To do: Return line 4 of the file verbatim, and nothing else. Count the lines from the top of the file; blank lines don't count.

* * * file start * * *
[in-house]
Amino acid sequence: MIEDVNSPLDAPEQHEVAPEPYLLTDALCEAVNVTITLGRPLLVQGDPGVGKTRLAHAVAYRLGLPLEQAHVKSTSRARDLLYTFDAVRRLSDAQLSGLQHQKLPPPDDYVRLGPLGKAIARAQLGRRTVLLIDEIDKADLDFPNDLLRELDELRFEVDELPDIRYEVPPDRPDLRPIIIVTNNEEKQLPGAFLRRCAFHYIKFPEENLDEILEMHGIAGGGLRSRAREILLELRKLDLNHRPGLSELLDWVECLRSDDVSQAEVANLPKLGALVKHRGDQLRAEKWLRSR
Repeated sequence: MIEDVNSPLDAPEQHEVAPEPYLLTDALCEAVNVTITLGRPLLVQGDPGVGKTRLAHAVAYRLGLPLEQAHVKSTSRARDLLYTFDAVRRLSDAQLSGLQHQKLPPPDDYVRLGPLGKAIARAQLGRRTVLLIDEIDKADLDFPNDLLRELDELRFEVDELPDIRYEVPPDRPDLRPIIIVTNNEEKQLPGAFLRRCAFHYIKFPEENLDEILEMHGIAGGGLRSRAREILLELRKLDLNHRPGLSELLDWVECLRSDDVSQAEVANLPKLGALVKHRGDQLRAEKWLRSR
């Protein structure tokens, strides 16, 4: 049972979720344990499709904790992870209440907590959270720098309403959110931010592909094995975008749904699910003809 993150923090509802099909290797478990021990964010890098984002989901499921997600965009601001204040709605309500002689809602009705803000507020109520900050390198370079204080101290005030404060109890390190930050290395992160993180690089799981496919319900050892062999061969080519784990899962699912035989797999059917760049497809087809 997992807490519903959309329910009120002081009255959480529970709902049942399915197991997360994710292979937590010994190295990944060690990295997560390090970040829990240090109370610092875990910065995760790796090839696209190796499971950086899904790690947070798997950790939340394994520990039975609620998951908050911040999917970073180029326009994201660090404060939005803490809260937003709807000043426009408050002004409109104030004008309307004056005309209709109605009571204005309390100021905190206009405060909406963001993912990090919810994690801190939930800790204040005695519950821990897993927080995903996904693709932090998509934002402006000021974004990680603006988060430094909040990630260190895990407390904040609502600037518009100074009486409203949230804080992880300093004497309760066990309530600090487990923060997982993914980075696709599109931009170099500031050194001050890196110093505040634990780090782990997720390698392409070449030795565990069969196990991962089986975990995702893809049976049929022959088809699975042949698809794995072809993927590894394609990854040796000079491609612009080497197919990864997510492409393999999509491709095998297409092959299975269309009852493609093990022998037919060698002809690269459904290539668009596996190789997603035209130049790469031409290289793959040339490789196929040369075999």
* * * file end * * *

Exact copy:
């Protein structure tokens, strides 16, 4: 049972979720344990499709904790992870209440907590959270720098309403959110931010592909094995975008749904699910003809 993150923090509802099909290797478990021990964010890098984002989901499921997600965009601001204040709605309500002689809602009705803000507020109520900050390198370079204080101290005030404060109890390190930050290395992160993180690089799981496919319900050892062999061969080519784990899962699912035989797999059917760049497809087809 997992807490519903959309329910009120002081009255959480529970709902049942399915197991997360994710292979937590010994190295990944060690990295997560390090970040829990240090109370610092875990910065995760790796090839696209190796499971950086899904790690947070798997950790939340394994520990039975609620998951908050911040999917970073180029326009994201660090404060939005803490809260937003709807000043426009408050002004409109104030004008309307004056005309209709109605009571204005309390100021905190206009405060909406963001993912990090919810994690801190939930800790204040005695519950821990897993927080995903996904693709932090998509934002402006000021974004990680603006988060430094909040990630260190895990407390904040609502600037518009100074009486409203949230804080992880300093004497309760066990309530600090487990923060997982993914980075696709599109931009170099500031050194001050890196110093505040634990780090782990997720390698392409070449030795565990069969196990991962089986975990995702893809049976049929022959088809699975042949698809794995072809993927590894394609990854040796000079491609612009080497197919990864997510492409393999999509491709095998297409092959299975269309009852493609093990022998037919060698002809690269459904290539668009596996190789997603035209130049790469031409290289793959040339490789196929040369075999």